Cook County Chief Judge Tim Evans told county commissioners during a budget hearing on Friday that the former commander-in-chief, who owns homes in both Washington, DC, and Chicago’s Kenwood neighborhood, will serve in November.
Evans told the Chicago Tribune that necessary precautions would be taken to accommodate security and scheduling needs. He did not specify the date or courthouse location Obama will report to next month.
Obama, who is registered to vote in Chicago, is not the first celebrity to serve jury duty in Cook County. In 2004, legendary talk show host Oprah Winfrey was called to serve for a Chicago murder trial.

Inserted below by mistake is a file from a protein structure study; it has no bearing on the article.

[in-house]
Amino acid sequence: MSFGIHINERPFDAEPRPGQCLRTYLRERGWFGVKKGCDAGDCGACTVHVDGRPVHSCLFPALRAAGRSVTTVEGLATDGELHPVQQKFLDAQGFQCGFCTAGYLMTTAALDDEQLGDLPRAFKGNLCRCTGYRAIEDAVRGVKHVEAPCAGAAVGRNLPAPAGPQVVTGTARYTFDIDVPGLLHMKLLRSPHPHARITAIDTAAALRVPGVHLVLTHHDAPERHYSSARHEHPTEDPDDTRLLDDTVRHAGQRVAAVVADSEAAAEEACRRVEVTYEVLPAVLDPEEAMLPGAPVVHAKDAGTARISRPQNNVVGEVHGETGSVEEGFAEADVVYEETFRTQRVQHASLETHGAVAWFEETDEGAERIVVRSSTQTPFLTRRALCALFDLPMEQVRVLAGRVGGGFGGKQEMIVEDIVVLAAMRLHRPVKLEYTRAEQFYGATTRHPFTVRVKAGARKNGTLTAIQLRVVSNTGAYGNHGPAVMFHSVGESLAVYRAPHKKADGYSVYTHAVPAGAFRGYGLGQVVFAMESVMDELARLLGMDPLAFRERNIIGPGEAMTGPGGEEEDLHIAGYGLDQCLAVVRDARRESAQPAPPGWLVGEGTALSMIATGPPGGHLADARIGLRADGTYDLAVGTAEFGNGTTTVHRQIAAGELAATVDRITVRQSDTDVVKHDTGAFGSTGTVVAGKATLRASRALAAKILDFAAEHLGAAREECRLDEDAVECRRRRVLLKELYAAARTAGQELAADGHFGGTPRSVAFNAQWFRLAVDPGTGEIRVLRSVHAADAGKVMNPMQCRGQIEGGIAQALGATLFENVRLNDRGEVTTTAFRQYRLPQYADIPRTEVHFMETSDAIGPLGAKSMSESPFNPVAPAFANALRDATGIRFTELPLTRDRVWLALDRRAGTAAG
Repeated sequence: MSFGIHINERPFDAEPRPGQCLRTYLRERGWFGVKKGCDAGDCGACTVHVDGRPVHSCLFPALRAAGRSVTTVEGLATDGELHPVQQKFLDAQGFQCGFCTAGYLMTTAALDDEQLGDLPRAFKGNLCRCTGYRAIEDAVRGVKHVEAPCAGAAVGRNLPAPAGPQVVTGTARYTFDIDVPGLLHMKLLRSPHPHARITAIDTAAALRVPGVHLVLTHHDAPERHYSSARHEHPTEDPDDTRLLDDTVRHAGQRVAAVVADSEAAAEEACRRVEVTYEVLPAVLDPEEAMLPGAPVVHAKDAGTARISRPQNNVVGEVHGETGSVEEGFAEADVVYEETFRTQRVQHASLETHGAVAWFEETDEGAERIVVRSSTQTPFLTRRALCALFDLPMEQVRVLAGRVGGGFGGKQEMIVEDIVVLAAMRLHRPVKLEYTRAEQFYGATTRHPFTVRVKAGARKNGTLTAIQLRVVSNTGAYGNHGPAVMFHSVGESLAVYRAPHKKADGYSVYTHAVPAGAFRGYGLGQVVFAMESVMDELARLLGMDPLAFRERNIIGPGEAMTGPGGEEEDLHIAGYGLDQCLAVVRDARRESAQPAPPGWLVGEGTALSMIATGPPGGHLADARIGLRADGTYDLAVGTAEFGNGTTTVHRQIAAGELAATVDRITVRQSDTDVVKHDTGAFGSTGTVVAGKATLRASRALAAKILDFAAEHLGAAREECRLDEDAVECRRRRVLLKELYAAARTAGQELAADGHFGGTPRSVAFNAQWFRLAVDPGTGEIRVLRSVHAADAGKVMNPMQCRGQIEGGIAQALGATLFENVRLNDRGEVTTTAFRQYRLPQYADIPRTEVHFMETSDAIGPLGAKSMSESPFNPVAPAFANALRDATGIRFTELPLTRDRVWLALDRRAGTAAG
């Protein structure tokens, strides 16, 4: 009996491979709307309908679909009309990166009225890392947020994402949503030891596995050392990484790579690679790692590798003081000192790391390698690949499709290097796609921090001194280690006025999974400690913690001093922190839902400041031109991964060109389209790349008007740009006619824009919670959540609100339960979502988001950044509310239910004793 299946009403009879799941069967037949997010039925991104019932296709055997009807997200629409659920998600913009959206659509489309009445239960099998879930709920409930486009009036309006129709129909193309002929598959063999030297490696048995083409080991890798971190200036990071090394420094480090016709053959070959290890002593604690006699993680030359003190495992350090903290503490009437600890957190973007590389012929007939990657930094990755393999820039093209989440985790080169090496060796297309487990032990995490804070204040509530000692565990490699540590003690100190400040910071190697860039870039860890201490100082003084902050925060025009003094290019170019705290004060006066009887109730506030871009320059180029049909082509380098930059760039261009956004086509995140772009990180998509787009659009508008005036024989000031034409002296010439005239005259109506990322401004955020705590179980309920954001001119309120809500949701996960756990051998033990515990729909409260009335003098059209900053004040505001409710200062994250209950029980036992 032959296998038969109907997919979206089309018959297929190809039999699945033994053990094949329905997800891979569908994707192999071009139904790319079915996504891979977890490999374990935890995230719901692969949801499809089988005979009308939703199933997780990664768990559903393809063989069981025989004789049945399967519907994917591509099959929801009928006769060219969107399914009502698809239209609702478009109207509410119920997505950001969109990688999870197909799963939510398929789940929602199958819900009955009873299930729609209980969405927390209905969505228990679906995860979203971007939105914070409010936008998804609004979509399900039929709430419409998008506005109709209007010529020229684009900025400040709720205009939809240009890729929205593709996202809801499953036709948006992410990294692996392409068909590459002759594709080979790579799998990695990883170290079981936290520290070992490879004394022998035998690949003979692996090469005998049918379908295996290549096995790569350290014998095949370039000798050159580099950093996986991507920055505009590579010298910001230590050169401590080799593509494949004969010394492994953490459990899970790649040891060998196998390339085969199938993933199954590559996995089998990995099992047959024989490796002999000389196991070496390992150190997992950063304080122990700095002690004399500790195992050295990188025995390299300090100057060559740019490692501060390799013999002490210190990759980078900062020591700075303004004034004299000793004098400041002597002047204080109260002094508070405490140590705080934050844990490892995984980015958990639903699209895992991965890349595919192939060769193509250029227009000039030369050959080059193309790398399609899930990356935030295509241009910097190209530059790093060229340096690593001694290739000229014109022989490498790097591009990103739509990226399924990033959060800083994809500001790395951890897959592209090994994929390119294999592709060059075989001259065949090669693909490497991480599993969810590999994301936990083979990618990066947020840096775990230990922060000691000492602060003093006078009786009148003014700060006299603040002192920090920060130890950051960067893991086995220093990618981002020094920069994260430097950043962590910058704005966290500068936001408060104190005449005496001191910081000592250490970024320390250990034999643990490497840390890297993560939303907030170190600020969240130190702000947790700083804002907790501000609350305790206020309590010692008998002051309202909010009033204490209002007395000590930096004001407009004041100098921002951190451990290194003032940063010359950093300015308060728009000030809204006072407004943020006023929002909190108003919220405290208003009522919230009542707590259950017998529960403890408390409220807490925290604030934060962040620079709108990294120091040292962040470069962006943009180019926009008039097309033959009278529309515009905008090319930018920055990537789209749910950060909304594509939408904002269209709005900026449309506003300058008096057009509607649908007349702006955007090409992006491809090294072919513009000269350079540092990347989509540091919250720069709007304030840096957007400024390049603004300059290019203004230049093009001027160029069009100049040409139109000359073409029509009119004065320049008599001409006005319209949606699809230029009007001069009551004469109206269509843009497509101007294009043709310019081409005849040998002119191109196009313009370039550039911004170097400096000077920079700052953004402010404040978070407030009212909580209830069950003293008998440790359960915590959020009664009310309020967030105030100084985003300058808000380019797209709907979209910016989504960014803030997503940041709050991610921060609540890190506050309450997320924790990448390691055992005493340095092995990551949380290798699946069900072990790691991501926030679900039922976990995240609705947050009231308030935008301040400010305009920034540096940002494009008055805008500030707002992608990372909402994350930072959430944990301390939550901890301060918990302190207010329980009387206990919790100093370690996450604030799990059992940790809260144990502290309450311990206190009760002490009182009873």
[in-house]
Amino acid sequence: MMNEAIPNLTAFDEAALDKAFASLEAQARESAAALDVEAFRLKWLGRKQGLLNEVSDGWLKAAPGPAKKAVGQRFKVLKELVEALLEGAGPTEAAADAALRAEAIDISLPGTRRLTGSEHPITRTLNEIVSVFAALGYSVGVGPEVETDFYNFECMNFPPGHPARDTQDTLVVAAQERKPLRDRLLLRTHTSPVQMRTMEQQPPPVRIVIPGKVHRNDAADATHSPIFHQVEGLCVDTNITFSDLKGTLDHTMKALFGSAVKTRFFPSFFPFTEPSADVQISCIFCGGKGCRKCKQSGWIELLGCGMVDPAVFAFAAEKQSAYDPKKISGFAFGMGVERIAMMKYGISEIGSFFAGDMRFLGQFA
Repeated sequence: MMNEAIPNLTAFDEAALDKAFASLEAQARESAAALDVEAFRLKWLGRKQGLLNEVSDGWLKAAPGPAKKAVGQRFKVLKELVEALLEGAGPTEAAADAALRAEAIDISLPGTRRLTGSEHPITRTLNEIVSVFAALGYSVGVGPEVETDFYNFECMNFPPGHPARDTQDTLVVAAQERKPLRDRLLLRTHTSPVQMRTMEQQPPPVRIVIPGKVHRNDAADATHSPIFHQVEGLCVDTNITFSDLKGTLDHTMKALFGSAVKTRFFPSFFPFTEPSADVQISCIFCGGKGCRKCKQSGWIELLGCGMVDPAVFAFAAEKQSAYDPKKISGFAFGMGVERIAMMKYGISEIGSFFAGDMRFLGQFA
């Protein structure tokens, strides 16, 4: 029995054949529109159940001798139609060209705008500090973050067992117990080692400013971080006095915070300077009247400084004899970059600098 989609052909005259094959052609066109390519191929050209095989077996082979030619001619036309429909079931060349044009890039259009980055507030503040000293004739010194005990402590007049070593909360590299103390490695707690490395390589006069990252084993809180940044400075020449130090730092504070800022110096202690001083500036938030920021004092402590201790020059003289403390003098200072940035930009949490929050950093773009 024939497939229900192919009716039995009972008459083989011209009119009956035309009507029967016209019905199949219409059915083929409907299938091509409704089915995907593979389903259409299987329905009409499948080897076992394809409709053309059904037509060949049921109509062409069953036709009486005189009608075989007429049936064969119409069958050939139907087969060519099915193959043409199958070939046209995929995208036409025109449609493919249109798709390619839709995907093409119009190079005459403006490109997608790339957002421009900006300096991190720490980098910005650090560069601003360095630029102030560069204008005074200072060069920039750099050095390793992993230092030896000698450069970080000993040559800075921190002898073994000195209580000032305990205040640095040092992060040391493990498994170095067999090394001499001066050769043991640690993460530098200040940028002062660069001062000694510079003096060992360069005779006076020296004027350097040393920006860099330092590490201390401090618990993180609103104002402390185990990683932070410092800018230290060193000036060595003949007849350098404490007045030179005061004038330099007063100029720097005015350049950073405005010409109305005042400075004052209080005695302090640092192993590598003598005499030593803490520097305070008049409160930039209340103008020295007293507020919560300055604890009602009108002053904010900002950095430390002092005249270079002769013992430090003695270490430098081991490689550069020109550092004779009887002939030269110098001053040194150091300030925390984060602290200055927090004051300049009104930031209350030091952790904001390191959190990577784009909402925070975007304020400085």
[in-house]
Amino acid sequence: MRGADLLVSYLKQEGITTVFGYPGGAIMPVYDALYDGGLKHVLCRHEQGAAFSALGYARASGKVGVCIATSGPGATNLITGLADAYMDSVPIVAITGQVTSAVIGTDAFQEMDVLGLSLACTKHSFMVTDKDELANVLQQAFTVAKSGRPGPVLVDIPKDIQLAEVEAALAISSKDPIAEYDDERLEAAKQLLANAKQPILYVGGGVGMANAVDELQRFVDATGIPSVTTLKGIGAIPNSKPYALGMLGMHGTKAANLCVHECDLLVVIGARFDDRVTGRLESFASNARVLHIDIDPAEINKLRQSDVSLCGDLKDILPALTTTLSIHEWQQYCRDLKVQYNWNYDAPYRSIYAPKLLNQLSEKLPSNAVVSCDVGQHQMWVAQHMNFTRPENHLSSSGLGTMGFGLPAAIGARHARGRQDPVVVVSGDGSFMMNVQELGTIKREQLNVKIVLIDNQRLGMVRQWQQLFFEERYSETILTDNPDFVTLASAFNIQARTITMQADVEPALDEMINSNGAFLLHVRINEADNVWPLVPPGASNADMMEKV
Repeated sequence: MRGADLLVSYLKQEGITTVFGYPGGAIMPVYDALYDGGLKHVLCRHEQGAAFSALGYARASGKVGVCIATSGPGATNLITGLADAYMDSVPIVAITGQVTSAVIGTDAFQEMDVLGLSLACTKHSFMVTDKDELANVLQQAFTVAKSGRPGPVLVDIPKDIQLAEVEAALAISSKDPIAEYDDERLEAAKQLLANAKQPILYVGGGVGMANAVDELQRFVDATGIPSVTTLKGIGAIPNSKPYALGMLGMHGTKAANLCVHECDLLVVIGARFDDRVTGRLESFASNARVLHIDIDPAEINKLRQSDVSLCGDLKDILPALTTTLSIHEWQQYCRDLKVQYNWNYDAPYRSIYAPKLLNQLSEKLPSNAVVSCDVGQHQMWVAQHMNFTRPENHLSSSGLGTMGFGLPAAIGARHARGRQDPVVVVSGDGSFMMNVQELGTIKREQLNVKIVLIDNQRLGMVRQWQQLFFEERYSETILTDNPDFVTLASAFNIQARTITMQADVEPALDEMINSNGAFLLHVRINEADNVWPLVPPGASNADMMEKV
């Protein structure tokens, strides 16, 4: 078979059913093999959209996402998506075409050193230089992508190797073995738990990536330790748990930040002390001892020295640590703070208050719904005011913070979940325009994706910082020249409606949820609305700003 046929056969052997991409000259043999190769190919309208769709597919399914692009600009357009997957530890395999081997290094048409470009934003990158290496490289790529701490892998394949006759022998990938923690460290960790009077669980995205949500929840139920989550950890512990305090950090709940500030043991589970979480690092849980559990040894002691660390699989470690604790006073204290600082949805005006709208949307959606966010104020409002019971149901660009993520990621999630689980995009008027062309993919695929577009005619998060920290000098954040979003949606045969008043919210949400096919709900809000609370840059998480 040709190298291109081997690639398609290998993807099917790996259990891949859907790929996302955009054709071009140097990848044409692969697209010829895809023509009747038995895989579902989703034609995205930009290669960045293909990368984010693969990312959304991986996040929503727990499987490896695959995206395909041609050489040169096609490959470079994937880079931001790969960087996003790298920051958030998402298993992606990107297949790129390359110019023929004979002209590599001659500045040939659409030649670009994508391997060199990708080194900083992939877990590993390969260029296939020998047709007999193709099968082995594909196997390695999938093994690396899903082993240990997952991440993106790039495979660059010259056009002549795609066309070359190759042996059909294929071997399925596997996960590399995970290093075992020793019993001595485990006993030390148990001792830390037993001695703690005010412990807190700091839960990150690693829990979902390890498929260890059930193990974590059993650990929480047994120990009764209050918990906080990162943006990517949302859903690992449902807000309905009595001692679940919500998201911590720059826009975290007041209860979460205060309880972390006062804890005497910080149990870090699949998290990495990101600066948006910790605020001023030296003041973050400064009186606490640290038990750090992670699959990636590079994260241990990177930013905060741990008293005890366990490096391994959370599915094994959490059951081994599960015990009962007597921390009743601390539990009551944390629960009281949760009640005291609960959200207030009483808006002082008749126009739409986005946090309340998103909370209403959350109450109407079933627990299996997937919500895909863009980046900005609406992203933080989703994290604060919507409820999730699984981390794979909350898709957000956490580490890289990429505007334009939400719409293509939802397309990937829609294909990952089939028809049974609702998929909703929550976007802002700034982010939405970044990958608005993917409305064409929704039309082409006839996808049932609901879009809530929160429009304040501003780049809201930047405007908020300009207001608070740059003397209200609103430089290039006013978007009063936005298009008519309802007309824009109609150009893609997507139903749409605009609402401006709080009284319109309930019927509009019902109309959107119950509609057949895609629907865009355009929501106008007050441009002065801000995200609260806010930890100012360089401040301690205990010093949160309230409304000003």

Jurors can be summoned for civil or criminal trials and can be called to any of the county’s Chicago or suburban courthouses.
‘Although it’s not a place where the public can earn a lot of money, it is highly appreciated,’ Evans said of Obama’s choice to serve. ‘It’s crucial that our society get the benefit of that kind of commitment.’
Jurors in Cook County are paid $17.20 for each day of service.
Obama will be following in the footsteps of presidential predecessors George W Bush and Bill Clinton, both of whom appeared for jury selection after leaving the White House.
Bush was summoned to the George Allen Dallas County Civil Court building in August 2015. Although not ultimately selected, he spent approximately three hours at the court and posed for photos with his fellow jury candidates.